In this case, I would choose to continue to believe my car is missing.  I would phone the police.  I would search the area.  I would call my wife.  I would keep working at it until I found out where my car was! I would not give up trying to bring alignment between my perceived reality and my beliefs.  Eventually, I would find my car.  It was stolen, it was parked somewhere else, or my wife came and took it without telling me.  Some reason exists that makes my perception and my beliefs align.

Stick with me through another example.  I believe my students are responsible and get their homework done.  My perceived reality agrees with my belief that every day my students hand in their homework on time.  One day, however, a student fails to hand in their homework.  I am in a state of “cognitive dissonance.”  My perceived reality does not match my beliefs.  Does this change my beliefs?  No, it makes me take action.  I will search their backpack, phone their parents, give them another opportunity, give them extra reminders etc…  I will do the things it takes to align my perceived reality with my beliefs.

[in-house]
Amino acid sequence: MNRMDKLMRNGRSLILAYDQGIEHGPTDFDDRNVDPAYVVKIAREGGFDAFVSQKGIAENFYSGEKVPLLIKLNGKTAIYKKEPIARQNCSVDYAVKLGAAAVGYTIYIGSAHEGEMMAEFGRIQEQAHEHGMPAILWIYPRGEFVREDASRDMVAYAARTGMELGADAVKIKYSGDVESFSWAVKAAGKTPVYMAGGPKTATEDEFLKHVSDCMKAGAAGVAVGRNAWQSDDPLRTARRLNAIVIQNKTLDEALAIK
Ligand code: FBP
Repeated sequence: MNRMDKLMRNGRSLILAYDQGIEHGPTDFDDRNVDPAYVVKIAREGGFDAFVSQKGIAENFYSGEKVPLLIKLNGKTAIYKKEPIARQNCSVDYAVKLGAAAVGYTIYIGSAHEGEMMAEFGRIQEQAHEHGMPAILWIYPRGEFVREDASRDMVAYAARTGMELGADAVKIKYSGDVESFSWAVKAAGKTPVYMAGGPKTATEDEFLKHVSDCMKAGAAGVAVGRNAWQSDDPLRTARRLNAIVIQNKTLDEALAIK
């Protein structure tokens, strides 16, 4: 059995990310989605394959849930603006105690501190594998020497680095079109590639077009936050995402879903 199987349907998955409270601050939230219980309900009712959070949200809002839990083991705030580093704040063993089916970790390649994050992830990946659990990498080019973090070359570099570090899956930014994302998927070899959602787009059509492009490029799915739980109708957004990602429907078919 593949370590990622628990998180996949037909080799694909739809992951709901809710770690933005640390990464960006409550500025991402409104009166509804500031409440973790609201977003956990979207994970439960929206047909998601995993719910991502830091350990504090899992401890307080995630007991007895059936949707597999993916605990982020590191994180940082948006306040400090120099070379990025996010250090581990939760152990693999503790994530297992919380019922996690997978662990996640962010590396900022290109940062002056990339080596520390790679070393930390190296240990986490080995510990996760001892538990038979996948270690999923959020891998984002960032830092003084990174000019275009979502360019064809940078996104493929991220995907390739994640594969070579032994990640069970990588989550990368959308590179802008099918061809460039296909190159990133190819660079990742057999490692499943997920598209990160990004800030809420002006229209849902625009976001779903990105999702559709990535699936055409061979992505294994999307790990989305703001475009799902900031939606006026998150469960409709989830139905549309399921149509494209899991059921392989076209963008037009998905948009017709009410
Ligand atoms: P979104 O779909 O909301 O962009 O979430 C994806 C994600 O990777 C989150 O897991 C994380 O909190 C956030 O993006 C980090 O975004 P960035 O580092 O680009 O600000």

Here is an opposite example.  I believe my students are lazy.  One day, unexpectedly, a student actually hands in their homework.  I am in a state of “cognitive dissonance.”  Does this change my beliefs about my students?  No!  I take action to make sure my perceived reality aligns with my belief.  I call it a fluke, I brush it off, I ignore the inconsistency etc…  I do nothing to reinforce that student’s behaviour because I don’t believe it to be a reflection of what I really expect them to do.  Eventually, having heard my excuses and interpreted my behaviour, my students will not do their homework.  Equilibrium achieved.

So, back to the original quote I started with “You don’t get what you want, you get what you expect.”  If we believe that our students are responsible, respectful, and successful, we will do the things it takes to make sure that happens.  If we believe that our students are lazy, irresponsible, and careless, we will do things it takes to make sure that happens too.